more info can be found at


May Tree Studios 2015 Christmas Party

The May Tree Studios team topped of a great year with a wonderful day of festive celebrations.  We began by indulging our creative sides and getting in touch with nature in a wreath making workshop at Wildeflora in West End.  

After brief stop in to adorn the Saccaromyces Beer Cafe with our freshly made wreaths we headed to the Stokehouse where we enjoyed great company, a beautiful view and a long, delicious lunch.    Then, back to Saccaromyces Beer Cafe for an evening of drinks and laughter with the colleagues, clients, family and friends that helped to make 2015 such a great year.

Bamiyan Cultural Centre Competition

Greetings everyone. We have been a little busy in our studio since the new year has rolled in but we wanted to take the time to update you all on an exciting competition we have collaborated on with some other talented architects, Rebecca Caldwell, Michelle Cook, Regina Kaluzny and Phillip Nielsen

The UNECSO office in Afghanistan commissioned a competition for professionals to submit a design for the Bamiyan Cultural Centre in Afghanistan, in a city surrounded by beautiful mountain scapes within the agrarian community, a community that has historically endured constant conflict and unrest. 

The Bamiyan Culutral Centre Competition design brief for this site was to create a centre that would provide a space for exhibitions, training, research and education that would restore community back to this culturally rich site and encourage local residents and Afghan at large to “move beyond conflict, to reclaim their shared heritage and to step towards building a peaceful future” (Mojadidi and Noshadi, 2014, 9).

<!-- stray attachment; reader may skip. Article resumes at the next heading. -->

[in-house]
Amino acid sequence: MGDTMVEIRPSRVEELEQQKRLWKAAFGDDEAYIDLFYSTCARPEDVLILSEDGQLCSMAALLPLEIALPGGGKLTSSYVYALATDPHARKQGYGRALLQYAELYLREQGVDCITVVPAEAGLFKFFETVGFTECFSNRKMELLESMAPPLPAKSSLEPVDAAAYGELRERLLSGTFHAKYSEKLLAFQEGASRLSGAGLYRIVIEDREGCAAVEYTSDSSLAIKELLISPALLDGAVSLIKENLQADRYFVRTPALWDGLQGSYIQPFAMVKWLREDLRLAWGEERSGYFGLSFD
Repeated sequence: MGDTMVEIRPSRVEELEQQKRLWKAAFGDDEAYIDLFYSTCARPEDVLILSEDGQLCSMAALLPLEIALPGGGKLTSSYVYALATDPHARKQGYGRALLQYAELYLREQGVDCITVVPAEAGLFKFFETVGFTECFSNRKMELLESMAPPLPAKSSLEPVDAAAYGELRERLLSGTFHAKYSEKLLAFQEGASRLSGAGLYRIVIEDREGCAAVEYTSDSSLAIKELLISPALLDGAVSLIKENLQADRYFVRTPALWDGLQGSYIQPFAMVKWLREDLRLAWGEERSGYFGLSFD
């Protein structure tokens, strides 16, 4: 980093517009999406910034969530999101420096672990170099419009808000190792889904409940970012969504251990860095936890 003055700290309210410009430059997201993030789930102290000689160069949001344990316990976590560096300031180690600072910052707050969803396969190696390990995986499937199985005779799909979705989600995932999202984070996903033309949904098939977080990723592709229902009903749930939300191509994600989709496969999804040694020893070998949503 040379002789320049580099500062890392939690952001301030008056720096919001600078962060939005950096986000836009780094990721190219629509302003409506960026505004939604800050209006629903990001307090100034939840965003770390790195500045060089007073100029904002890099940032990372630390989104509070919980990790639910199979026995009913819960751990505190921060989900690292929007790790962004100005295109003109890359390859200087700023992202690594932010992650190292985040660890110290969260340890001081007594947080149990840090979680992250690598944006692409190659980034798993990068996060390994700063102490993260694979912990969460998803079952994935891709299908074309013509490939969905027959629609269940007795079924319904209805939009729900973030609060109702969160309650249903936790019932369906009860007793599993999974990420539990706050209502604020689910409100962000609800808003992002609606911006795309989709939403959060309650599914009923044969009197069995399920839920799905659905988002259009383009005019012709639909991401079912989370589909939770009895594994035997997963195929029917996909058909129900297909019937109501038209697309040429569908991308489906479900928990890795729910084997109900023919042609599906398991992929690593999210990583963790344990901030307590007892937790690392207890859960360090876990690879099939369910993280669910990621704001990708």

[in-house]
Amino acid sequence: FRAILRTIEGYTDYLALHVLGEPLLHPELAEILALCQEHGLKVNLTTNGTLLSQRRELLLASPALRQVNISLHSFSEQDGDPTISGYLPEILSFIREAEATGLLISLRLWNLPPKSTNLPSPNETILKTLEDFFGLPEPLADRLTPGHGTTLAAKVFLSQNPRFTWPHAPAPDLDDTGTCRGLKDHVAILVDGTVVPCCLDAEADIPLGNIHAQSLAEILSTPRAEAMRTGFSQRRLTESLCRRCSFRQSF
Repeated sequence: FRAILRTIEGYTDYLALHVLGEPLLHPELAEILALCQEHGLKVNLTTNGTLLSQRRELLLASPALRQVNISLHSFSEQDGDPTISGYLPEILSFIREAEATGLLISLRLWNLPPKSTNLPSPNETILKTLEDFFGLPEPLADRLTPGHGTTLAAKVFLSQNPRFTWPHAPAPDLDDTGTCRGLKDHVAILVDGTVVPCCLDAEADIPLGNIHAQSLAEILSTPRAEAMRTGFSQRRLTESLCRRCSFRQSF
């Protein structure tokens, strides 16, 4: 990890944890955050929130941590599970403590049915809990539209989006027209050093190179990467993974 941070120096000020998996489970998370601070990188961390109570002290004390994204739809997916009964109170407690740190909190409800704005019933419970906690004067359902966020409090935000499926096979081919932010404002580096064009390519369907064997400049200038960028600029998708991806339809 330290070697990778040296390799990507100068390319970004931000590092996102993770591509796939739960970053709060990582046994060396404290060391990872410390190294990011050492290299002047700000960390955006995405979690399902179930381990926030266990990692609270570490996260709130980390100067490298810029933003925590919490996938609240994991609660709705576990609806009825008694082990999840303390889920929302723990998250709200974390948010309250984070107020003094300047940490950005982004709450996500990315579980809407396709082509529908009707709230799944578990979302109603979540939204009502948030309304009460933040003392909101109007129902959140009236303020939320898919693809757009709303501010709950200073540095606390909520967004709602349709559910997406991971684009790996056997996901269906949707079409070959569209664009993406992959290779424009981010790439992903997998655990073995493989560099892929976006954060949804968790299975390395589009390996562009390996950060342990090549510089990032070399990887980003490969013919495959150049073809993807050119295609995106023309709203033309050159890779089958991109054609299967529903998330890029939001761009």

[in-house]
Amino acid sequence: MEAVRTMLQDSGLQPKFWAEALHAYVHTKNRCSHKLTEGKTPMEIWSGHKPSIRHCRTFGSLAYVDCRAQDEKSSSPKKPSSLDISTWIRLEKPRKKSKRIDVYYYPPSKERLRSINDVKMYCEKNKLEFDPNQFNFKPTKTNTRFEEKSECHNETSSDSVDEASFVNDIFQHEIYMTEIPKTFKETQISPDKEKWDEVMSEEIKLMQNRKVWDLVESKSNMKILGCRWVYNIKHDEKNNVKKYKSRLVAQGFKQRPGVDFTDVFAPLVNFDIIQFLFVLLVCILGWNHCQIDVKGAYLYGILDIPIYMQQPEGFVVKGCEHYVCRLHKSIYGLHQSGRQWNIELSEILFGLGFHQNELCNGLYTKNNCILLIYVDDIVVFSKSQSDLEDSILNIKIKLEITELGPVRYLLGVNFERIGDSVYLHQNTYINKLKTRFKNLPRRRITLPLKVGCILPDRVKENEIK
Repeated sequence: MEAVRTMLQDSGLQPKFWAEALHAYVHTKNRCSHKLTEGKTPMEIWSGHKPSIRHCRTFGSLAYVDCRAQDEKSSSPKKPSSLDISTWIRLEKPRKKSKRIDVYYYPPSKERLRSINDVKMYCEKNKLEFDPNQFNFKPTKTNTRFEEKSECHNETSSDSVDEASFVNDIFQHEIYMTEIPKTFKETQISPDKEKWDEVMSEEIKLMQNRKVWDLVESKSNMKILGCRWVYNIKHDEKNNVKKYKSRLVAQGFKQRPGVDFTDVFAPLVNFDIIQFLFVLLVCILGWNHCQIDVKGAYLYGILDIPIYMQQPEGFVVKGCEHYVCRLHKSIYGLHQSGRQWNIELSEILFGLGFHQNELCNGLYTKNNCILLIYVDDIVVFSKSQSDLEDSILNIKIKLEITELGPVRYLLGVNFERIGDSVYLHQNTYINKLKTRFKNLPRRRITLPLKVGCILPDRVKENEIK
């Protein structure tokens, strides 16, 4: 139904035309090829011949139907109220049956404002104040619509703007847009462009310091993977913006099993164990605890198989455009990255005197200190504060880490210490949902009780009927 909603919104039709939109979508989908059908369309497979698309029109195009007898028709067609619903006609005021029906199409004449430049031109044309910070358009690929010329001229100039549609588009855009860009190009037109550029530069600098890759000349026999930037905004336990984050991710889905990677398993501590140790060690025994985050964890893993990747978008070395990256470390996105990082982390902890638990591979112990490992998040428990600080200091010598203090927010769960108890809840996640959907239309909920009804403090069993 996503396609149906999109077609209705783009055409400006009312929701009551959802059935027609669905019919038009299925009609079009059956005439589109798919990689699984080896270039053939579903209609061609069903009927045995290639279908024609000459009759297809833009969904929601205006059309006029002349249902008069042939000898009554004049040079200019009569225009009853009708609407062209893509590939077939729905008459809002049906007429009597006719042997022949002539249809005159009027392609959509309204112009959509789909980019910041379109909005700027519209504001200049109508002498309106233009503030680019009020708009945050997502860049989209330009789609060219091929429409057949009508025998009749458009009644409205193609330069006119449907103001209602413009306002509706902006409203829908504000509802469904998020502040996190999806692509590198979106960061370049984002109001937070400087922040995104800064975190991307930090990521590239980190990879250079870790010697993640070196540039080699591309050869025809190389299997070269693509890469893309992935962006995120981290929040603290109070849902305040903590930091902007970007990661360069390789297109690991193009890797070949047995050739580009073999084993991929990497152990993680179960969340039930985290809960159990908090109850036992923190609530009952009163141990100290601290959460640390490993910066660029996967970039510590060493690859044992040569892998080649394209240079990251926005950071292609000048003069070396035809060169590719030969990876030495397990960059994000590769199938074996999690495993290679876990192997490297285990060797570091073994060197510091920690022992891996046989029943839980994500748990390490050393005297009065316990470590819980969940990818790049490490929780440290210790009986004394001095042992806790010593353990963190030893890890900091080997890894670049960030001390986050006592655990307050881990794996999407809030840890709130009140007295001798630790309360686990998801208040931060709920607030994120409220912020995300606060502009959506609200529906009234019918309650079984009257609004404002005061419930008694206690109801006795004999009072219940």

The design objectives include the following; 

     To enrich community life through programs and cultural events such as festivals, films, drama, music, dance, etc., that reflect the culture of the region and use these forms of communication to disseminate information and to raise awareness on cultural heritage. 

    To provide a venue and organize a variety of cultural, educational and recreational programs for the public to learn and appreciate different facets of Afghanistan’s heritage, history and cultural context. 

    To foster and cultivate cultural exchange between different ethnic groups in Afghanistan in order to contribute meaningfully to the spirit of multi-culturalism. 

    To promote the creation, performance and appreciation of arts by coordinating arts advocacy. 

    To serve the community by establishing, maintaining and operating a unique facility and provide services that contribute to the vitality of the community. 

    To serve the democratic society by providing a public space for civil society.